The commission, which was set up by the Royal Institute of British Architects (RIBA) said that the homes could be built without costing the government any money if "the dysfunctional way we build homes is radically overhauled”.
Local authorities could secure rental housing developments on behalf of taxpayers by pooling assets.
The report sets out five changes, starting by increasing the number of new homes built in year from the current 100,000 to more than 300,000. It suggests using an independently managed £10bn local housing development fund to initiate the scheme, financed and owned by the largest local authority pension fund.
Future Homes Commission chairman Sir John Banham said: "There is no better time to tackle the UK housing crisis. After a year-long national inquiry, the Future Homes Commission has concluded a housing revolution is entirely possible and will lead economic growth. We need to increase massively the number of quality homes being built for many years to come, but also to develop communities which enhance the quality of life for both new residents and those living in existing communities nearby. All this has to and can happen without any additional Government funding.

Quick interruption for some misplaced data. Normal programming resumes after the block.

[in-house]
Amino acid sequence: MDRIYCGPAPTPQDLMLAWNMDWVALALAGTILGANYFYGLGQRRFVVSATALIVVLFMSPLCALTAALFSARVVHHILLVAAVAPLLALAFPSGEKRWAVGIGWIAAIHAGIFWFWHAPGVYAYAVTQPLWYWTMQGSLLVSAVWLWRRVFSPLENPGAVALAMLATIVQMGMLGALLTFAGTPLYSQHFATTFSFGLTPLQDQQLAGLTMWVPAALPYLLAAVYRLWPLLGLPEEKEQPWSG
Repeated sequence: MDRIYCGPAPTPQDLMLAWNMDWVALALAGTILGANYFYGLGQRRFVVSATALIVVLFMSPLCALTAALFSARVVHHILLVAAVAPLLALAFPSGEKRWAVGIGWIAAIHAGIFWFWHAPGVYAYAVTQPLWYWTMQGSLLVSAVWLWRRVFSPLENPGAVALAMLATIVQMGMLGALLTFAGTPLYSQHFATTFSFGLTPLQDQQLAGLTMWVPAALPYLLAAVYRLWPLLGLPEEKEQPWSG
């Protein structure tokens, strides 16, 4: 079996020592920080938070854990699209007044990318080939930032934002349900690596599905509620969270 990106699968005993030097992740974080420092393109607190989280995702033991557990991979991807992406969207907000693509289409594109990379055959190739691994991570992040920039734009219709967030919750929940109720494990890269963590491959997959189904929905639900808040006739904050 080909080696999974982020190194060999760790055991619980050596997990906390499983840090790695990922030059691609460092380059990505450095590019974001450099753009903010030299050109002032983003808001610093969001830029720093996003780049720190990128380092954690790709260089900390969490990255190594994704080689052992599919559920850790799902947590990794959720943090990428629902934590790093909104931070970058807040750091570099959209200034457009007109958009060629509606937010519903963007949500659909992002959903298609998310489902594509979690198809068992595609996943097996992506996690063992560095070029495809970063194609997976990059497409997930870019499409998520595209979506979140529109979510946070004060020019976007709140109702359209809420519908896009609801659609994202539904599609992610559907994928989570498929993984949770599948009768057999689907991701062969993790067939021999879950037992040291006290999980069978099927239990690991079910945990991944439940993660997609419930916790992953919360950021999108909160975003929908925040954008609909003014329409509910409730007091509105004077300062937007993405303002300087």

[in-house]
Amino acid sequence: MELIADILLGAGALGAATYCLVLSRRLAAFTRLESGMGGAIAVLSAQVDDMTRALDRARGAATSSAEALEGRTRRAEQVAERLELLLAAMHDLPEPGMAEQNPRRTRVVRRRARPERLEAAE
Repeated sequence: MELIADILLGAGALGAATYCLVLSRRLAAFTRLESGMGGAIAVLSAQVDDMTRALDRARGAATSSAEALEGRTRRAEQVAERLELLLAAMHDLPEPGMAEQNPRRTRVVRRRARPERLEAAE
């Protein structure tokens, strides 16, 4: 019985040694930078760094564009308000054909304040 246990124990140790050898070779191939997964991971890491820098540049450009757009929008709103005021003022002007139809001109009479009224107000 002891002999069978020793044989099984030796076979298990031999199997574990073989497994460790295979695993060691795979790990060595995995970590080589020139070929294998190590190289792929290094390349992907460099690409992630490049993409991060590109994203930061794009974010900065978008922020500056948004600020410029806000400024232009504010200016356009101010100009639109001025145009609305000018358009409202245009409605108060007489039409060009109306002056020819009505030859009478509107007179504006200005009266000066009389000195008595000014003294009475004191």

"We strongly believe that local government can become the leader of new development once again, by using their assets and powers to create the type of mature, sustainable, mixed tenure communities that Britain needs and that institutional and international investors want to invest in."
Local Government Association chairman Sir Merrick Cockell said: "Councils are very keen to explore the opportunity to use pension funds to drive local economic growth. A few projects are already off the ground but with a bit more support we could put even more of the schemes' billions of pounds in collective assets to work. The LGA has been discussing the potential for unlocking further investment with pension funds to explore the obstacles to this type of investment that exist at present. We have asked the Government to help clear the barriers standing in the way of direct investment in job creating infrastructure projects.
"In addition to pension schemes, there are other avenues through which councils could unlock finance to boost development. Lifting restrictions on local authority borrowing would free councils to build new affordable homes and kick-start job-creating infrastructure projects."